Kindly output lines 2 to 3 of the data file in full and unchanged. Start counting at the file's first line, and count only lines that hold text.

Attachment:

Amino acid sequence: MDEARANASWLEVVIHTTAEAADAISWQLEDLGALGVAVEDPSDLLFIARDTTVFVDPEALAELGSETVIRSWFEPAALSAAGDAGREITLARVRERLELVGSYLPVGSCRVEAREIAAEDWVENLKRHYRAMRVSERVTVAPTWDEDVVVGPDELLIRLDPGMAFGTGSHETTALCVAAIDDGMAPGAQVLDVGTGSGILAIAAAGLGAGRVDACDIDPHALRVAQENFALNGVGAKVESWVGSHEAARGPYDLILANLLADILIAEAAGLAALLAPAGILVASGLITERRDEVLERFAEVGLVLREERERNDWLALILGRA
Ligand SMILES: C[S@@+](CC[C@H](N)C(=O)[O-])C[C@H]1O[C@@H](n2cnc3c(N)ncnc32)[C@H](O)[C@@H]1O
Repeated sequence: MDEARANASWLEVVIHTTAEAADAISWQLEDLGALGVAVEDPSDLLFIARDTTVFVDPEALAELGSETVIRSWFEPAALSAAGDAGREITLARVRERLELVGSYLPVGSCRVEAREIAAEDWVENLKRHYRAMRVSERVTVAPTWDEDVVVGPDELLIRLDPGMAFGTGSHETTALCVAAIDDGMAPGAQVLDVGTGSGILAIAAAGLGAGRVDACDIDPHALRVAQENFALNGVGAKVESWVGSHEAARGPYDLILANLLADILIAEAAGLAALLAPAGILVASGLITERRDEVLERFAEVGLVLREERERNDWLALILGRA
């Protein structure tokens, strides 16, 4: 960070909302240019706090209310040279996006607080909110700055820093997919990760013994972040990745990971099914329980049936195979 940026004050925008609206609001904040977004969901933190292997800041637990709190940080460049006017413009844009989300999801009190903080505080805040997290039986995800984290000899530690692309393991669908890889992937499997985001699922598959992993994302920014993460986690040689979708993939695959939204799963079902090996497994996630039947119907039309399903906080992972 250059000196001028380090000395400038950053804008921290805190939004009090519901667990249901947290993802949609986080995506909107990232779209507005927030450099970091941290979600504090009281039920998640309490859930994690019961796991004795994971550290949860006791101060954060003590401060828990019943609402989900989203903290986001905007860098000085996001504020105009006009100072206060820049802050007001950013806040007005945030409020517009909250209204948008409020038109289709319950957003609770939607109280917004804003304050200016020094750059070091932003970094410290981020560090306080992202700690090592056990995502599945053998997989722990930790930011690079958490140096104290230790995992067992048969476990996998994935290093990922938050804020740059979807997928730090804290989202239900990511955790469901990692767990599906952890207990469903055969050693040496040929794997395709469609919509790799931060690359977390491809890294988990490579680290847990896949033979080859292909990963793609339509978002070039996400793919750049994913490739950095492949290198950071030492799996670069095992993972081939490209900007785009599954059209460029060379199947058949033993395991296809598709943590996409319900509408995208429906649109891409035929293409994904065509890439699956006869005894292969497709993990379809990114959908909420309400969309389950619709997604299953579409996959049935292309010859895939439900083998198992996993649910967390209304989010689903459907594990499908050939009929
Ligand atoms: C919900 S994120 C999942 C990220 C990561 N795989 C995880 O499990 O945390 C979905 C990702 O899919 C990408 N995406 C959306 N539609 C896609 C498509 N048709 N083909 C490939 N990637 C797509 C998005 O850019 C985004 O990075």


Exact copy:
Ligand SMILES: C[S@@+](CC[C@H](N)C(=O)[O-])C[C@H]1O[C@@H](n2cnc3c(N)ncnc32)[C@H](O)[C@@H]1O
Repeated sequence: MDEARANASWLEVVIHTTAEAADAISWQLEDLGALGVAVEDPSDLLFIARDTTVFVDPEALAELGSETVIRSWFEPAALSAAGDAGREITLARVRERLELVGSYLPVGSCRVEAREIAAEDWVENLKRHYRAMRVSERVTVAPTWDEDVVVGPDELLIRLDPGMAFGTGSHETTALCVAAIDDGMAPGAQVLDVGTGSGILAIAAAGLGAGRVDACDIDPHALRVAQENFALNGVGAKVESWVGSHEAARGPYDLILANLLADILIAEAAGLAALLAPAGILVASGLITERRDEVLERFAEVGLVLREERERNDWLALILGRA